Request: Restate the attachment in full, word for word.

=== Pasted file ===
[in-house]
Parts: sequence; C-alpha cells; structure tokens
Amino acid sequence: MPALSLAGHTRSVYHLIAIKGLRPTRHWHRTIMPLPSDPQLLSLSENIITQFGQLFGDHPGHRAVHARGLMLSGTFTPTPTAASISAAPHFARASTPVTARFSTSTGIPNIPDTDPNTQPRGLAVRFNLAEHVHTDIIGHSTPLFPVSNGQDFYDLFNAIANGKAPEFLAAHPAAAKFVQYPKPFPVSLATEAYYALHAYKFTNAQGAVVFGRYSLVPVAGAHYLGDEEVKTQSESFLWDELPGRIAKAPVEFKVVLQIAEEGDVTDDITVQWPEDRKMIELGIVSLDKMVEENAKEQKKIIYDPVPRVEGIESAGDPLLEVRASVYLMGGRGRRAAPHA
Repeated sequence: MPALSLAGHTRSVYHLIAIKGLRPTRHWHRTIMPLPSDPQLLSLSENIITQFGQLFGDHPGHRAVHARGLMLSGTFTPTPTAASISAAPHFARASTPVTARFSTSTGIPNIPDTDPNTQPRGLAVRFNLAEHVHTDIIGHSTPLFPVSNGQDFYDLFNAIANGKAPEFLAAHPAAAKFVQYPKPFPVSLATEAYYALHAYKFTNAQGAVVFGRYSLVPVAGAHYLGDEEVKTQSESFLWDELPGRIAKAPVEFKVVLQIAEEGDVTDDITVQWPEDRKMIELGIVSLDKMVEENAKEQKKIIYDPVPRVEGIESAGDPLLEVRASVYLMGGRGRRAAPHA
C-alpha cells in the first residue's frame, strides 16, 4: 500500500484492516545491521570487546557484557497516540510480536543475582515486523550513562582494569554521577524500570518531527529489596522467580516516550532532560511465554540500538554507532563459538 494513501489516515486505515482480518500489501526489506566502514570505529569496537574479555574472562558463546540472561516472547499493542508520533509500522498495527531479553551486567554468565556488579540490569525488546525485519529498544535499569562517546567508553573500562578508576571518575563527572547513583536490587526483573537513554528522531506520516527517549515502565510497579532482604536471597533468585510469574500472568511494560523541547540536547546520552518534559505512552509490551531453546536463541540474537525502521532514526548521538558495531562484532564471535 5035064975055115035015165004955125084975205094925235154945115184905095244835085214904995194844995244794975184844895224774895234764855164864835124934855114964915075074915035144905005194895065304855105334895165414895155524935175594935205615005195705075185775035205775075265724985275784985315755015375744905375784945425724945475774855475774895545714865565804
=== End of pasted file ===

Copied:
[in-house]
Parts: sequence; C-alpha cells; structure tokens
Amino acid sequence: MPALSLAGHTRSVYHLIAIKGLRPTRHWHRTIMPLPSDPQLLSLSENIITQFGQLFGDHPGHRAVHARGLMLSGTFTPTPTAASISAAPHFARASTPVTARFSTSTGIPNIPDTDPNTQPRGLAVRFNLAEHVHTDIIGHSTPLFPVSNGQDFYDLFNAIANGKAPEFLAAHPAAAKFVQYPKPFPVSLATEAYYALHAYKFTNAQGAVVFGRYSLVPVAGAHYLGDEEVKTQSESFLWDELPGRIAKAPVEFKVVLQIAEEGDVTDDITVQWPEDRKMIELGIVSLDKMVEENAKEQKKIIYDPVPRVEGIESAGDPLLEVRASVYLMGGRGRRAAPHA
Repeated sequence: MPALSLAGHTRSVYHLIAIKGLRPTRHWHRTIMPLPSDPQLLSLSENIITQFGQLFGDHPGHRAVHARGLMLSGTFTPTPTAASISAAPHFARASTPVTARFSTSTGIPNIPDTDPNTQPRGLAVRFNLAEHVHTDIIGHSTPLFPVSNGQDFYDLFNAIANGKAPEFLAAHPAAAKFVQYPKPFPVSLATEAYYALHAYKFTNAQGAVVFGRYSLVPVAGAHYLGDEEVKTQSESFLWDELPGRIAKAPVEFKVVLQIAEEGDVTDDITVQWPEDRKMIELGIVSLDKMVEENAKEQKKIIYDPVPRVEGIESAGDPLLEVRASVYLMGGRGRRAAPHA
C-alpha cells in the first residue's frame, strides 16, 4: 500500500484492516545491521570487546557484557497516540510480536543475582515486523550513562582494569554521577524500570518531527529489596522467580516516550532532560511465554540500538554507532563459538 494513501489516515486505515482480518500489501526489506566502514570505529569496537574479555574472562558463546540472561516472547499493542508520533509500522498495527531479553551486567554468565556488579540490569525488546525485519529498544535499569562517546567508553573500562578508576571518575563527572547513583536490587526483573537513554528522531506520516527517549515502565510497579532482604536471597533468585510469574500472568511494560523541547540536547546520552518534559505512552509490551531453546536463541540474537525502521532514526548521538558495531562484532564471535 5035064975055115035015165004955125084975205094925235154945115184905095244835085214904995194844995244794975184844895224774895234764855164864835124934855114964915075074915035144905005194895065304855105334895165414895155524935175594935205615005195705075185775035205775075265724985275784985315755015375744905375784945425724945475774855475774895545714865565804